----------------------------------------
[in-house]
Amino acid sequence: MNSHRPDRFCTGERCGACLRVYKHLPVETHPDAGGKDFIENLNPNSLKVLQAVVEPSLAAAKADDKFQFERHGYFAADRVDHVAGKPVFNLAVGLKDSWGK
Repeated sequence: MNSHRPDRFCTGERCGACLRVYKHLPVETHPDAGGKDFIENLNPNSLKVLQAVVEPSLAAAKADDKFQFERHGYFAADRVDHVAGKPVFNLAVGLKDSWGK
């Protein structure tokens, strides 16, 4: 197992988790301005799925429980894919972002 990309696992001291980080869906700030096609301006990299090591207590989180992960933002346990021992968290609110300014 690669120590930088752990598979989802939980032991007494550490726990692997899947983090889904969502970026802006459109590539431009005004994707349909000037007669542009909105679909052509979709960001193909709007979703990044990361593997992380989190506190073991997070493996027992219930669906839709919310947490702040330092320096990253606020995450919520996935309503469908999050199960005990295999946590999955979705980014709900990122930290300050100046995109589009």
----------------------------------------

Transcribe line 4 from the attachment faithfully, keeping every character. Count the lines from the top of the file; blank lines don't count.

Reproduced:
């Protein structure tokens, strides 16, 4: 197992988790301005799925429980894919972002 990309696992001291980080869906700030096609301006990299090591207590989180992960933002346990021992968290609110300014 690669120590930088752990598979989802939980032991007494550490726990692997899947983090889904969502970026802006459109590539431009005004994707349909000037007669542009909105679909052509979709960001193909709007979703990044990361593997992380989190506190073991997070493996027992219930669906839709919310947490702040330092320096990253606020995450919520996935309503469908999050199960005990295999946590999955979705980014709900990122930290300050100046995109589009």